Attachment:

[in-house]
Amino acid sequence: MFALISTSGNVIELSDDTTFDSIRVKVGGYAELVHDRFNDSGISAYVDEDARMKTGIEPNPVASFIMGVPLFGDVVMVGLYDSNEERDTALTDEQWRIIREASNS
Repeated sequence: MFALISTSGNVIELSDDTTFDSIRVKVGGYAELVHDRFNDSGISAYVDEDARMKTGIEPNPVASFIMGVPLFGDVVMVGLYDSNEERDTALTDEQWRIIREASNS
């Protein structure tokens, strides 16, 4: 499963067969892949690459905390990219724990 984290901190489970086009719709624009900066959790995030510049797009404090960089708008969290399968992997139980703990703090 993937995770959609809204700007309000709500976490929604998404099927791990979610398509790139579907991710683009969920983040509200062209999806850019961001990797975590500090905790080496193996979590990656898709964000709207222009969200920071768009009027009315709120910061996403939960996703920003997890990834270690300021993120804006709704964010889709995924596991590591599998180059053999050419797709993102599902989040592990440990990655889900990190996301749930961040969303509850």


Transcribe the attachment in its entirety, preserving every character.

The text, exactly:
[in-house]
Amino acid sequence: MFALISTSGNVIELSDDTTFDSIRVKVGGYAELVHDRFNDSGISAYVDEDARMKTGIEPNPVASFIMGVPLFGDVVMVGLYDSNEERDTALTDEQWRIIREASNS
Repeated sequence: MFALISTSGNVIELSDDTTFDSIRVKVGGYAELVHDRFNDSGISAYVDEDARMKTGIEPNPVASFIMGVPLFGDVVMVGLYDSNEERDTALTDEQWRIIREASNS
């Protein structure tokens, strides 16, 4: 499963067969892949690459905390990219724990 984290901190489970086009719709624009900066959790995030510049797009404090960089708008969290399968992997139980703990703090 993937995770959609809204700007309000709500976490929604998404099927791990979610398509790139579907991710683009969920983040509200062209999806850019961001990797975590500090905790080496193996979590990656898709964000709207222009969200920071768009009027009315709120910061996403939960996703920003997890990834270690300021993120804006709704964010889709995924596991590591599998180059053999050419797709993102599902989040592990440990990655889900990190996301749930961040969303509850």